Day one in Tokyo dawned with a plan. A plan to see two museums and a temple in one day.
I started off by heading to the Tokyo National Museum. I took the underground to Toei Ueno-okachimachi station (E09) and enjoyed a scenic walk through Ueno park to get to the museum. Cherry blossom season happens at the end of March in Japan so I was a little too early. I was still lucky enough to see a couple of early flowering cherry blossom trees in the park. They were attracting a lot of attention but here’s the best snap of one that I could get
There are a few temples and sights that you can stop and look at in the park but, as I was on a pretty tight time schedule, I pressed on through to my first destination: Tokyo National Museum.
The museum is spread across a few different buildings but they’re not all open all of the time. If there’s something very specific you want to see check you can see it before you go. Admission to the permanent exhibit is 600 yen so won’t break the bank. You can see a really good range of items in the museum. When I visited I saw the permanent exhibition of Japanese items in the Honkan building, Asian items in the Toyokan building and the Gallery of Horyuji Treasures in the building of the same name.
The Honkan houses items important to Japan. There is a wide range to these items. There is art, scrolls of text, sculptures, ceramics, archaeological items, armour, weapons….oh heck, just all sorts. There really is a lot to take in and see. Here’s a little picture of the outside setting:
I am a tour person. I like a guide, be it an audio one or a an actual person. Unfortunately, only the special exhibitions have audio guides to accompany the pieces. This means that, for the permanent exhibition, you rely solely on the English descriptions on signage. The introductory panel to each section e.g. ‘Emergence of art in Japan’ has a pretty good blurb in English but some of the individual items have rather poor English descriptions accompanying them. There is the odd important piece that has an extra section in English describing the significance but, for the most part, signage is sparse. This can make the experience feel a little fruitless as you’re not entirely sure what it is you’re appreciating. You can still look and enjoy the beauty of the object but you don’t really understand them any better. I particularly liked this little guy. He charmed my socks off:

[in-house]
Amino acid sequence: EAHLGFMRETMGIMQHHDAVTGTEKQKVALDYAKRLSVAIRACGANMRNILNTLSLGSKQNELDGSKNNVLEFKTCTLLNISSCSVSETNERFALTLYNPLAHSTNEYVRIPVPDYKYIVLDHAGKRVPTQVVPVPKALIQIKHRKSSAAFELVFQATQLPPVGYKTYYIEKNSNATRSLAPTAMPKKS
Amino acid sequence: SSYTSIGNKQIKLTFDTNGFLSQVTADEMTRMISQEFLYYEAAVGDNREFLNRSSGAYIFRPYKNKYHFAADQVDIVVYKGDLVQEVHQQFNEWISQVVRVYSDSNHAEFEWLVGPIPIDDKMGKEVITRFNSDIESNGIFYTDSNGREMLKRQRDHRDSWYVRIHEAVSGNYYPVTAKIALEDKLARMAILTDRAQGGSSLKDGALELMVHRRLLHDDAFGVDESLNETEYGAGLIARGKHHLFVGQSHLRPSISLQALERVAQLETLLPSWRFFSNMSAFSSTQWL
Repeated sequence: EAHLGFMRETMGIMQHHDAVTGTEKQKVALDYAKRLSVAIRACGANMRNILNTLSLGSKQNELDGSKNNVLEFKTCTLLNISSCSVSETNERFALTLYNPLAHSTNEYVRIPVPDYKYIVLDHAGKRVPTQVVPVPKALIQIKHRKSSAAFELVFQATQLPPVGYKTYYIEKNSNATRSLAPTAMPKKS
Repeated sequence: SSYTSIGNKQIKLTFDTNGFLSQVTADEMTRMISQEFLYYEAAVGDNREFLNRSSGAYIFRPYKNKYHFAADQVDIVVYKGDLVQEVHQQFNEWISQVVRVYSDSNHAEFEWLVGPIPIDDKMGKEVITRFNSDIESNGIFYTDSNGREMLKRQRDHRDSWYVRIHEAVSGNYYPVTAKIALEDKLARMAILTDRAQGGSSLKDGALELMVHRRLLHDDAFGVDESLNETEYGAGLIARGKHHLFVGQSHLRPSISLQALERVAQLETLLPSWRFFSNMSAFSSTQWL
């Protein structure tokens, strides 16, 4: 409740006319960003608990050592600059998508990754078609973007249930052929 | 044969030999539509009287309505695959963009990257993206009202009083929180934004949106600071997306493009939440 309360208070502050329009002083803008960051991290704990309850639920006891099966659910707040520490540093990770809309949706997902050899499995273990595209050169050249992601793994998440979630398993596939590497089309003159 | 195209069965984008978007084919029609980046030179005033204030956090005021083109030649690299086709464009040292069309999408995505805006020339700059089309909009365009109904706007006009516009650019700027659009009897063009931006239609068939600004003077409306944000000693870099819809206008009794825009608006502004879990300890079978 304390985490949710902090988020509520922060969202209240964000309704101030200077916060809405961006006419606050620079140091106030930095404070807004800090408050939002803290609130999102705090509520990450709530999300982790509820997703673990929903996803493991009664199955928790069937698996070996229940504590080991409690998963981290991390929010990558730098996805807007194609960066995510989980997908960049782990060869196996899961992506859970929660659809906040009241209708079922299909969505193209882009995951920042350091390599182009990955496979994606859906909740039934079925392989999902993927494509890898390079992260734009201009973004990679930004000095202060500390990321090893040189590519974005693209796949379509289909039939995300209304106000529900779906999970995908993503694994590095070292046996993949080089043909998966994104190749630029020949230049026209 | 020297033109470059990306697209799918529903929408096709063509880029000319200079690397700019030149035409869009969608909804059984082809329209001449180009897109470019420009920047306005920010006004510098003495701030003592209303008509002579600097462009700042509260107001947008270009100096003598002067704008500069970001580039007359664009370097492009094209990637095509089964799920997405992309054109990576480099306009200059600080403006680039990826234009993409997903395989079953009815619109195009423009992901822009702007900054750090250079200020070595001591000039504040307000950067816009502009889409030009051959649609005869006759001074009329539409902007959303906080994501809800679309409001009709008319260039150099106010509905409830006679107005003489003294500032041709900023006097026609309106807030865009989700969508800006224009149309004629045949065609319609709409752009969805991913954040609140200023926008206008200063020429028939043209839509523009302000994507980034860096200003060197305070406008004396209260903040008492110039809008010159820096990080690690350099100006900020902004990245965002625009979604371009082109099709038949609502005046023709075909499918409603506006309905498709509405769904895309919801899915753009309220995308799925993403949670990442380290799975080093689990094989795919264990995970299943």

There was a good selection of Samurai items. I found the most interesting armour to be this set mainly because the helmet is, well, odd.
Samurai traditionally carried two swords, one long and one short. Sword blades were kept separately from their casings and handles. The casings were typically ornate and decorative whereas the blade was functional part and needed tending to more regularly hence storing them separately. Here’s a picture of a long and short sword casing and handle. They’re very beautiful to look at but incredibly deadly when the blade is set in them.
Not all Samurai battles were fought with swords. There were plenty of bows, arrows, spears and halberd types of destruction going on too. Samurai traditionally rode horses but, if I’m honest, their saddles did not look comfortable to me:
The Gallery of Horyuji Treasures contains artifacts donated to the Imperial Household by the Horyuji Temple. The stand out items for me in this gallery were the Kanjo-ban and dragon motif mirror.
The kanjo-ban is a metalwork banner which was used as part of the Kanjo ceremony. The Kanjo-ban found in the gallery of Horyuji Treasures dates from the 8th (ish) century so the original piece has lost quite a great deal of its original lustre. It is still a marvel to behold though.
The quality of the work on the item cannot be disputed because it’s lasted this long but its’ beauty can. The original Kanjo-ban is no longer a shimmering spectacle. In order to appreciate the beauty that way, you must look at the replica on display. It is stunning: